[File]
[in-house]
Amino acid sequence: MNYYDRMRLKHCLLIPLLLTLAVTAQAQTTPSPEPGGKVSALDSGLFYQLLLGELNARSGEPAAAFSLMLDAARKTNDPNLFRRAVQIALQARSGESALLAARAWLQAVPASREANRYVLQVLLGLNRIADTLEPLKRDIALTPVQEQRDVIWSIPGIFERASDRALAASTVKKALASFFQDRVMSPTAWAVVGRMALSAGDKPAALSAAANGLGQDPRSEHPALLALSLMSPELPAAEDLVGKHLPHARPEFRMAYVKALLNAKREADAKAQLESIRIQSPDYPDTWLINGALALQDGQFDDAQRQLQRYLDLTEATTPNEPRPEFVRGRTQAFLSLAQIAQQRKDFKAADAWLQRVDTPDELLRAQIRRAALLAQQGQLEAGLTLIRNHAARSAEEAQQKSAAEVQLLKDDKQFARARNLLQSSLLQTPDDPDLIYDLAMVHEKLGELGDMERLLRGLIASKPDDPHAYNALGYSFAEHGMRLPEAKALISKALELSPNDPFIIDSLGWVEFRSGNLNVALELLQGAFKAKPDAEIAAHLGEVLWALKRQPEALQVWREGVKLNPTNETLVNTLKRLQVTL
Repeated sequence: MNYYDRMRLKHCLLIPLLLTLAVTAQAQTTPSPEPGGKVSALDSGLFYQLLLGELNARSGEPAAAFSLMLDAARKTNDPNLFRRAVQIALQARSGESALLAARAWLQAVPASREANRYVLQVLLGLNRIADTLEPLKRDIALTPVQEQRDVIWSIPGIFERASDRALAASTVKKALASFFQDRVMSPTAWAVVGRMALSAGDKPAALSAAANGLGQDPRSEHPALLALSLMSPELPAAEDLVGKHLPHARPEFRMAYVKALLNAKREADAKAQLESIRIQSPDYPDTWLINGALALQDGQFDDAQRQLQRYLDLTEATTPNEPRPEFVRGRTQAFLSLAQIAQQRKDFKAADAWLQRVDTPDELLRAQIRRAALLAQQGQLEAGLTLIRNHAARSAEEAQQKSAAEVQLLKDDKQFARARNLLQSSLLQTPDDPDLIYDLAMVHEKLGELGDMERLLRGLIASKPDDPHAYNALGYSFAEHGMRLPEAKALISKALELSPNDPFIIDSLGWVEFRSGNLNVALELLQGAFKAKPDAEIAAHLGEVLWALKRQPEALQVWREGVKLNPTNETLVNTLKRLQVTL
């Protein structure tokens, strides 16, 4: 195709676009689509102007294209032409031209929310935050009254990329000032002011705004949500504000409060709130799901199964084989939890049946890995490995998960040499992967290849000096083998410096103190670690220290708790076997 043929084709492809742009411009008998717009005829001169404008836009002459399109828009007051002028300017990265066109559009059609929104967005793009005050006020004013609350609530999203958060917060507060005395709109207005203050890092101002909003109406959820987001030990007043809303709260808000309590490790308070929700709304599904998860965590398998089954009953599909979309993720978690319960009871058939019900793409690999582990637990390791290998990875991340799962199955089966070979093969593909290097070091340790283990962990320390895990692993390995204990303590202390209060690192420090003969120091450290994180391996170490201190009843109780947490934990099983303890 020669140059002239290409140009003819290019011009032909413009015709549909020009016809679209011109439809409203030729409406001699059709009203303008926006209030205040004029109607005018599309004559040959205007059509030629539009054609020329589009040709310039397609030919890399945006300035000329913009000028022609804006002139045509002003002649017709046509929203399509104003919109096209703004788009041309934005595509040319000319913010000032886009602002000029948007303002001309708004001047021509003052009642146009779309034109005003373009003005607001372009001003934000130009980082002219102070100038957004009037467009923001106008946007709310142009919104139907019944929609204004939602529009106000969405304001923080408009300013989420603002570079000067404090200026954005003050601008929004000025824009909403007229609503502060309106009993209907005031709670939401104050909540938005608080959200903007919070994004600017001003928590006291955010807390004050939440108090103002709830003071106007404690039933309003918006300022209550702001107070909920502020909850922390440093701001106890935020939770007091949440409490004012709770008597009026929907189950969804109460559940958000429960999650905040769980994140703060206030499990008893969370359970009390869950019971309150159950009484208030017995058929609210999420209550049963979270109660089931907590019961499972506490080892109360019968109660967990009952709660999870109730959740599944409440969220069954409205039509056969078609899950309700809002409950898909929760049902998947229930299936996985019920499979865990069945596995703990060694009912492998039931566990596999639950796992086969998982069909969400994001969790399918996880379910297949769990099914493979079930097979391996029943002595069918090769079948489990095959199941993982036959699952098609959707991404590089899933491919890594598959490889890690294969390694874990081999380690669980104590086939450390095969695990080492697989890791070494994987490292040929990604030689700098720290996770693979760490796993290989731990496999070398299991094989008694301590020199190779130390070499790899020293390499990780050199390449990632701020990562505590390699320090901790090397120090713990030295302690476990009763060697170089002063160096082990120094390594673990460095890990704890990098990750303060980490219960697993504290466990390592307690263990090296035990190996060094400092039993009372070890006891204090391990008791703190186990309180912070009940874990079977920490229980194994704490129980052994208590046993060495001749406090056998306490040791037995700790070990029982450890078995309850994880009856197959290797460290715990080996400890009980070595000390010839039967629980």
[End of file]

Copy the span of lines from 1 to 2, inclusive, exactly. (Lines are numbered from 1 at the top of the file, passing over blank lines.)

[in-house]
Amino acid sequence: MNYYDRMRLKHCLLIPLLLTLAVTAQAQTTPSPEPGGKVSALDSGLFYQLLLGELNARSGEPAAAFSLMLDAARKTNDPNLFRRAVQIALQARSGESALLAARAWLQAVPASREANRYVLQVLLGLNRIADTLEPLKRDIALTPVQEQRDVIWSIPGIFERASDRALAASTVKKALASFFQDRVMSPTAWAVVGRMALSAGDKPAALSAAANGLGQDPRSEHPALLALSLMSPELPAAEDLVGKHLPHARPEFRMAYVKALLNAKREADAKAQLESIRIQSPDYPDTWLINGALALQDGQFDDAQRQLQRYLDLTEATTPNEPRPEFVRGRTQAFLSLAQIAQQRKDFKAADAWLQRVDTPDELLRAQIRRAALLAQQGQLEAGLTLIRNHAARSAEEAQQKSAAEVQLLKDDKQFARARNLLQSSLLQTPDDPDLIYDLAMVHEKLGELGDMERLLRGLIASKPDDPHAYNALGYSFAEHGMRLPEAKALISKALELSPNDPFIIDSLGWVEFRSGNLNVALELLQGAFKAKPDAEIAAHLGEVLWALKRQPEALQVWREGVKLNPTNETLVNTLKRLQVTL